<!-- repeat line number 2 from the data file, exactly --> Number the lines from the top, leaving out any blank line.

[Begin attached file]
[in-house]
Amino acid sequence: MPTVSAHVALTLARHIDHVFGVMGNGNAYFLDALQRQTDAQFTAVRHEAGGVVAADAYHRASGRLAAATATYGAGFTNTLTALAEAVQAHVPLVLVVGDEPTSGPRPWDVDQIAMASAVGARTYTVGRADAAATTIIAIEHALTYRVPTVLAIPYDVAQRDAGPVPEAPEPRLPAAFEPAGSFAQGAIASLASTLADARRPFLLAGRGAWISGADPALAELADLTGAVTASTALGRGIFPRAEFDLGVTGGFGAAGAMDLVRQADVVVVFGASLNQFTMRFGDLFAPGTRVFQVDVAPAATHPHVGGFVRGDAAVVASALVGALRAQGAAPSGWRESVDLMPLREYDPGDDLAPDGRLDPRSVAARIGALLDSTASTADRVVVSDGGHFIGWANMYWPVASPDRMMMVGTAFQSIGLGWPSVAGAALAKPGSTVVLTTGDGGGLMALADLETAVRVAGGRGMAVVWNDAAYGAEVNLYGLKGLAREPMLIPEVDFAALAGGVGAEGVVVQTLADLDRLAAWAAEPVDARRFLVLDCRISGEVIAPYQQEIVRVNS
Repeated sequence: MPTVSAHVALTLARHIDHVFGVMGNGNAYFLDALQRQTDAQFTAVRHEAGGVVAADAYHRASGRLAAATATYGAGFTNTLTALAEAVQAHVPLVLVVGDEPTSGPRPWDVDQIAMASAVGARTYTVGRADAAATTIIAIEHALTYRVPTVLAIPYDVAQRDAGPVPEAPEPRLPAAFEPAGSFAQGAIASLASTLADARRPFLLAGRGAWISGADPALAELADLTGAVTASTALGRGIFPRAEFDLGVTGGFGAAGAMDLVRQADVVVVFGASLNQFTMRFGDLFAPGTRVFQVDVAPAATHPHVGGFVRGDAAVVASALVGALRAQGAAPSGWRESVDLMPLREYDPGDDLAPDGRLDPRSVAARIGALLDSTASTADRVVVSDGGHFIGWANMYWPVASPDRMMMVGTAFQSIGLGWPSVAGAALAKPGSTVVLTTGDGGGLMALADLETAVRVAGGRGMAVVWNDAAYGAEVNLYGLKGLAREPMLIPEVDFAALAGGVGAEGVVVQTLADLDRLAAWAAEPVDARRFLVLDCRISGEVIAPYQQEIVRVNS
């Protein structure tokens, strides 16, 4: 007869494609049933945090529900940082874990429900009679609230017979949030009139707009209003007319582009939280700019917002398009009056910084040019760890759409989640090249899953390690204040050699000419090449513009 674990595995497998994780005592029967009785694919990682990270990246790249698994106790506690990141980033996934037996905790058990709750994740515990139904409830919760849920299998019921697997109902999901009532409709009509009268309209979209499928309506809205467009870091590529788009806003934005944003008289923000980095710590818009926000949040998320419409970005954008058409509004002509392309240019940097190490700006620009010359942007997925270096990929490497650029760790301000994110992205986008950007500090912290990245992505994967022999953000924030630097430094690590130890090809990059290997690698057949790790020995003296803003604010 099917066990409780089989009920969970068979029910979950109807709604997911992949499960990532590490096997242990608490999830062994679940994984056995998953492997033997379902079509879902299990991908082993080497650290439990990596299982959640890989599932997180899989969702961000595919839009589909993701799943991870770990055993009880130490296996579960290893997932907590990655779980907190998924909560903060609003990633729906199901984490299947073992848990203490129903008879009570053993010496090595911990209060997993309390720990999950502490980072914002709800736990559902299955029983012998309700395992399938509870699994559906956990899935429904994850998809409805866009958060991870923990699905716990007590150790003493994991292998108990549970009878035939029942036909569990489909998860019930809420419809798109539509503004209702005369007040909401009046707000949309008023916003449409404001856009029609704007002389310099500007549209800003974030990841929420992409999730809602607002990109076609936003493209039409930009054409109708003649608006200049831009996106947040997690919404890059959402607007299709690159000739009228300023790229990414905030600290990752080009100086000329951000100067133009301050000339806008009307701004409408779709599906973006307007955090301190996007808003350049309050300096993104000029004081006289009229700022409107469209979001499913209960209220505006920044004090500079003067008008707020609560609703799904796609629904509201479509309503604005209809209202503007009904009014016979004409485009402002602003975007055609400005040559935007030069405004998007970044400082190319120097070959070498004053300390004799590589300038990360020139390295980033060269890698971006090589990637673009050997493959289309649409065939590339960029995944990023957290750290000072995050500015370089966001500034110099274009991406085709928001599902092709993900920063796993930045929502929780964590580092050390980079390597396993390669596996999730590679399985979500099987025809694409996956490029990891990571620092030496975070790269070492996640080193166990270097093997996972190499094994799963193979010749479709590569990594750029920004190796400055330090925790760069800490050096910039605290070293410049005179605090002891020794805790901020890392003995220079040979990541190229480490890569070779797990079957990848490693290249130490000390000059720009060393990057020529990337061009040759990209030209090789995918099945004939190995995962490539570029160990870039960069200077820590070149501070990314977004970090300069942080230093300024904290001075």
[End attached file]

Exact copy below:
Amino acid sequence: MPTVSAHVALTLARHIDHVFGVMGNGNAYFLDALQRQTDAQFTAVRHEAGGVVAADAYHRASGRLAAATATYGAGFTNTLTALAEAVQAHVPLVLVVGDEPTSGPRPWDVDQIAMASAVGARTYTVGRADAAATTIIAIEHALTYRVPTVLAIPYDVAQRDAGPVPEAPEPRLPAAFEPAGSFAQGAIASLASTLADARRPFLLAGRGAWISGADPALAELADLTGAVTASTALGRGIFPRAEFDLGVTGGFGAAGAMDLVRQADVVVVFGASLNQFTMRFGDLFAPGTRVFQVDVAPAATHPHVGGFVRGDAAVVASALVGALRAQGAAPSGWRESVDLMPLREYDPGDDLAPDGRLDPRSVAARIGALLDSTASTADRVVVSDGGHFIGWANMYWPVASPDRMMMVGTAFQSIGLGWPSVAGAALAKPGSTVVLTTGDGGGLMALADLETAVRVAGGRGMAVVWNDAAYGAEVNLYGLKGLAREPMLIPEVDFAALAGGVGAEGVVVQTLADLDRLAAWAAEPVDARRFLVLDCRISGEVIAPYQQEIVRVNS